“Sheet Pan Suppers: 120 Recipes for Simple, Surprising, Hands-Off Meals Straight From the Oven” by Molly Gilbert

Workman Publishing, $15.95

296-page paperback

When a cookbook author claims to have an easy preparation, easy cooking method that requires only one pan, I’m definitely interested. That’s what author and cooking instructor Molly Gilbert promises with her new cookbook, “Sheet Pan Suppers: 120 Recipes for Simple, Surprising, Hands-Off Meals Straight From the Oven.”

There’s a bit of hyperbole in the book’s title with its claim of “hands-off meals,” but its flavorful recipes definitely do make cleanup a snap. That’s because ingredients are tossed together on a sheet pan and then roasted, baked or broiled on the same pan.

There are recipes for appetizers and small bites, poultry, fish, meats, vegetarian dishes, sides, brunch options and desserts. The recipes range from Baked Brie & Strawberries to a rustic Apple Galette. In other words, something for every occasion from weeknight meal to company fare.

Seeking recipes

With Carnival season ended, many south Louisiana residents will be abstaining from meat dishes during Lent. If you’d like to share your favorite Lenten recipes with our readers, please send them to food@theadvocate.com. Be sure to include your name and contact info in case we have questions about your recipe.

And, if you’d like your St. Joseph’s Altar mentioned, also send that information to food@theadvocate.com.

Cheramie Sonnier is The Advocate’s food editor. Her email address is csonnier@theadvocate.com.

Advocate-tested recipe

Thick-Cut Pork Chops With Warm Apple-Cabbage Slaw

Serves 4. Recipe is from “Sheet Pan Suppers: 120 Recipes for Simple, Surprising, Hands-Off Meals Straight From the Oven” by Molly Gilbert, who says, “Napa cabbage is sometimes referred to as Chinese cabbage, and I like its mild flavor and light, yellow green color here. If you can’t find it, feel free to substitute another type of cabbage, such as red, green or savoy.”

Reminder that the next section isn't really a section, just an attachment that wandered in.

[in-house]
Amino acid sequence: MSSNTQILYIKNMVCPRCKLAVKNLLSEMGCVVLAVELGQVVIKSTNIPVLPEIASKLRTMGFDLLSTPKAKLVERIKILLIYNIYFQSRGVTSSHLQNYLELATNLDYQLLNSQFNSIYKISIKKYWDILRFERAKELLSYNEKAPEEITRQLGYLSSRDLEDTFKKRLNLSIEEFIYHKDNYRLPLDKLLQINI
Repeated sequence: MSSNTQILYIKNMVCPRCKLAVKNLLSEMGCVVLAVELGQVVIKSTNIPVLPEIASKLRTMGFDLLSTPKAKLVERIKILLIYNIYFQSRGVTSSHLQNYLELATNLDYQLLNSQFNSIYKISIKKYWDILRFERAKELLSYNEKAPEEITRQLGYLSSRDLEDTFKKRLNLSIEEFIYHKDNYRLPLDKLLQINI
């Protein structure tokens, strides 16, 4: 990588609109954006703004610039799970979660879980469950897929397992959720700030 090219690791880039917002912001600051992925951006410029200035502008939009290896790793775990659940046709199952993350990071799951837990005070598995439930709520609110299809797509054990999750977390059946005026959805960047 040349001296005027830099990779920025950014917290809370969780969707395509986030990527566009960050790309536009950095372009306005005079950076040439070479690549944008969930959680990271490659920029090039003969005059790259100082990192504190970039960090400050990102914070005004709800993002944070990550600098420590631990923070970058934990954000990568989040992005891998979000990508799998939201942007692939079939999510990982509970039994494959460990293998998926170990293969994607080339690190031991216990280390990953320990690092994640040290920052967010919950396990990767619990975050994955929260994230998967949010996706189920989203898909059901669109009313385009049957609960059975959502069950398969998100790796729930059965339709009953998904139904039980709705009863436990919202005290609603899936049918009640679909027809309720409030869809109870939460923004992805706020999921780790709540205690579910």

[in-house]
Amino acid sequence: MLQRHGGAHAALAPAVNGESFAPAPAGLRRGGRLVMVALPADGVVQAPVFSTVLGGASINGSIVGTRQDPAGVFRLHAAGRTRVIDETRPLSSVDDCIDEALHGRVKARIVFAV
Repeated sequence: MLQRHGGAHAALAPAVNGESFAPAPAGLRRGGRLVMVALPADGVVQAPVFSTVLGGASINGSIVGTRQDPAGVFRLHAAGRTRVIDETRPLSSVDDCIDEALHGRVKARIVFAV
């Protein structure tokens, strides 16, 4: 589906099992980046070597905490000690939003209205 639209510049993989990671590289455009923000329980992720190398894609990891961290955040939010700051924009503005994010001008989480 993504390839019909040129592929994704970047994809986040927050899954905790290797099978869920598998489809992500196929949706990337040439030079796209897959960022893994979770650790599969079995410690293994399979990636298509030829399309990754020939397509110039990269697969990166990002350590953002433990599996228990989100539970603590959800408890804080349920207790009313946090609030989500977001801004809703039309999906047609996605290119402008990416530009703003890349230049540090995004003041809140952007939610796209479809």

Olive oil cooking spray

1/2 head napa cabbage, shredded (about 6 cups)

2 Granny Smith apples, unpeeled, cored and sliced into thin matchsticks

3 tablespoons extra virgin olive oil

2 tablespoons apple cider vinegar

1 teaspoon kosher salt

1/4 teaspoon freshly ground black pepper

4 bone-in pork loin chops (each 1 1/2 inches thick; 4 to 5 pounds total)

2 teaspoons Dijon mustard

2 teaspoons pure maple syrup or honey

1 teaspoon chopped fresh thyme leaves

3 scallions (white and light green parts only), thinly sliced

1. Preheat the oven to 375 F with one rack about 4 inches from the broiler and another rack in the center position. Mist a sheet pan with cooking spray.

2. Toss together the cabbage and apples with the olive oil, 1 tablespoon of the vinegar, 1/2 teaspoon of the salt, and the pepper on the prepared sheet pan. Place a sheet pan-size wire rack over the slaw, and mist it with cooking spray.

3. Pat the pork chops dry with a paper towel, and season them on both sides with the remaining 1/2 teaspoon salt.

4. Whisk together the mustard, maple syrup, the remaining tablespoon cider vinegar, and the fresh thyme in a small bowl. Spread this over both sides of the pork chops. Place the chops evenly apart on the rack over the slaw.

5. Bake until an instant-read thermometer inserted into the thickest part of the meat (but not touching the bone) registers 130 F, about 35 minutes.

6. Remove the pan from the oven and turn the oven to broil.

7. Broil the pork chops and slaw until the chops are golden-crusted and the thermometer registers 145 F.

8. Remove the pork chops from the wire rack to rest on a cutting board, loosely covered with aluminum foil, for 10 minutes while you mix the scallions into the slaw.

9. Serve the chops warm, topped with heaps of slaw.